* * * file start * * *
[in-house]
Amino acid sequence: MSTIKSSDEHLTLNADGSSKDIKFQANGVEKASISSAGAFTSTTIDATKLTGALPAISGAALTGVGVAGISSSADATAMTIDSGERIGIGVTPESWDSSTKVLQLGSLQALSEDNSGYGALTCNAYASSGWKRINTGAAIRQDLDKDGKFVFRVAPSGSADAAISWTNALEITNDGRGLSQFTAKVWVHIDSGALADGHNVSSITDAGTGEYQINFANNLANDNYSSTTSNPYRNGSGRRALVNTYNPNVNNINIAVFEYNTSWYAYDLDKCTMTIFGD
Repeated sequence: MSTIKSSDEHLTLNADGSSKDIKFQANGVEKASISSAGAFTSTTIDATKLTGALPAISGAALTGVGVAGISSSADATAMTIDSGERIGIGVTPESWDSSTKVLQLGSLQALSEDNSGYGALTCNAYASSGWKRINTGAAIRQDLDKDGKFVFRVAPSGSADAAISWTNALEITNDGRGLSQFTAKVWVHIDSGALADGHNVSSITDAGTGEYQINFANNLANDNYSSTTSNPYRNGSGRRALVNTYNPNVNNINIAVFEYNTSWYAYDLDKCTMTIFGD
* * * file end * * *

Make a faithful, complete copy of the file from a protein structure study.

[in-house]
Amino acid sequence: MSTIKSSDEHLTLNADGSSKDIKFQANGVEKASISSAGAFTSTTIDATKLTGALPAISGAALTGVGVAGISSSADATAMTIDSGERIGIGVTPESWDSSTKVLQLGSLQALSEDNSGYGALTCNAYASSGWKRINTGAAIRQDLDKDGKFVFRVAPSGSADAAISWTNALEITNDGRGLSQFTAKVWVHIDSGALADGHNVSSITDAGTGEYQINFANNLANDNYSSTTSNPYRNGSGRRALVNTYNPNVNNINIAVFEYNTSWYAYDLDKCTMTIFGD
Repeated sequence: MSTIKSSDEHLTLNADGSSKDIKFQANGVEKASISSAGAFTSTTIDATKLTGALPAISGAALTGVGVAGISSSADATAMTIDSGERIGIGVTPESWDSSTKVLQLGSLQALSEDNSGYGALTCNAYASSGWKRINTGAAIRQDLDKDGKFVFRVAPSGSADAAISWTNALEITNDGRGLSQFTAKVWVHIDSGALADGHNVSSITDAGTGEYQINFANNLANDNYSSTTSNPYRNGSGRRALVNTYNPNVNNINIAVFEYNTSWYAYDLDKCTMTIFGD